Please excuse the lengthy title, and I don’t expect many of you to be particularly familiar with the Harris + Hoole coffee chain, but don’t worry, you will be. Coffee culture is as big a part of society in the UK as it is here in the States, and similarly, there’s no shortage of coffee drama in the UK either. Harris + Hoole is a chain of 10 cafes in the UK that opened up in 2012, identifiable by their trendy interiors and little guy feel, aka, they aren’t like Starbucks.
For the average coffee drinking citizen, Harris + Hoole must have seemed like a great alternative. Founded and operated by the three Tolley siblings, coffee entrepreneurs and down to earth people, how could one say no? That is, until their secret got out. Enter Tesco, the third largest retailer in the world and rumored 49% shareholder of Harris + Hoole. The company’s CEO, Nick Tolley, claimed that Tesco would have little to do with day to day operations and the Tesco chief executive Philip Clarke made a claim that the Harris + Hoole brand had its own value and that it was the Tolley’s business and that they (Tesco) were merely helping them to realize their potential.
Needless to say however, people felt duped. Their lovely indie coffee shop was actually funded by a huge retailer, and to great effect mind you, as there are plans to open an 11th H+H store in Whitstable in the UK. Many people have now claimed that they wouldn’t have had anything to do with Harris + Hoole if they had known Tesco was involved from the beginning. That, and the majority of the backlash the company has faced was due to people have felt that they were mislead, that a corporate behemoth was masquerading as a family owned coffee chain.
Bear with me now as I segue to our next topic of discussion to events taking place here in the US. I’ll admit that reading about the whole Harris + Hoole situation was interesting to me on its own, but a recent development has got me thinking about it even more. When I found out that the Denver based coffee distributor Boyer Coffee Co. had just named former Walmart executive Mark Goodman as their president and CEO it got me thinking. According to Pamela Boyer, the daughter of the company’s founder, Goodman was hired as a result of her father’s wishes to find a “...professional executive that could lead Boyer coffee to the next level of growth...” At the moment, Boyer is a roaster and distributor that operates out of an old schoolhouse that was converted into a cafe and roasting facility. Also, Boyer’s cafe is incredibly charming.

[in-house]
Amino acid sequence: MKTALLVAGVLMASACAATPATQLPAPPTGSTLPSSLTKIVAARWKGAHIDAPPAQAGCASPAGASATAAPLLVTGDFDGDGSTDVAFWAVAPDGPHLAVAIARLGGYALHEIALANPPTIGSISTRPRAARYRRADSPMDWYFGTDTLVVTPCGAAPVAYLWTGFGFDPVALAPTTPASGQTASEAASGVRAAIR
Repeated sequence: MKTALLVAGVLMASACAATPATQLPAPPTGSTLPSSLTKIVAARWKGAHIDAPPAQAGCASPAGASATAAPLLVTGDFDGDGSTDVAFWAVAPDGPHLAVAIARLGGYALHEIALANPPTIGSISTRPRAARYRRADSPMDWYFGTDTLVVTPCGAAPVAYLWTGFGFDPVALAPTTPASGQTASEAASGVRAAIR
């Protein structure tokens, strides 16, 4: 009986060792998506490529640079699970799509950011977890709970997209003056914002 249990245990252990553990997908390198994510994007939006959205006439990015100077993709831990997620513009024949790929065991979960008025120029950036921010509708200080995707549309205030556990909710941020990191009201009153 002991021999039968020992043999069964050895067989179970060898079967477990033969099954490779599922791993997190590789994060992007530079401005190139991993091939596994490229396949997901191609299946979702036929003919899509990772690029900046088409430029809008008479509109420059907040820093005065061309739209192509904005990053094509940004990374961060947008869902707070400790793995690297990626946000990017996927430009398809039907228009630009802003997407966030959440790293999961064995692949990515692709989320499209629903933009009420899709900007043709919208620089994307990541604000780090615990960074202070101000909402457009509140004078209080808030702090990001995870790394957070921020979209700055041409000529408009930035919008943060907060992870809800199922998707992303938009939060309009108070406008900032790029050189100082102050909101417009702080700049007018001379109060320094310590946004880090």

So for a recap, Boyer is a local roaster in Denver, family owned, operates out of a delightful converted schoolhouse, and just hired a former Walmart executive to help “lead Boyer coffee to the next level of growth.” When the Tolley family needed money, they turned to Tesco. With a former Walmart executive in charge Boyer Coffee Co. it’ll be interesting to see where they might turn. Might the Boyer family turn to Walmart under Goodman’s guidance to acquire the resources to grow and expand their company?
While all of this is me speculating, I couldn’t help but notice some of the parallels in the circumstances. Will Boyer Coffee Co. become the next Harris + Hoole? And more importantly, would people accept a chain of cafes owned by Walmart? Can specialty coffee blend with big business? The Tolleys did it, it’ll be interesting to see who else throws their hat into the ring.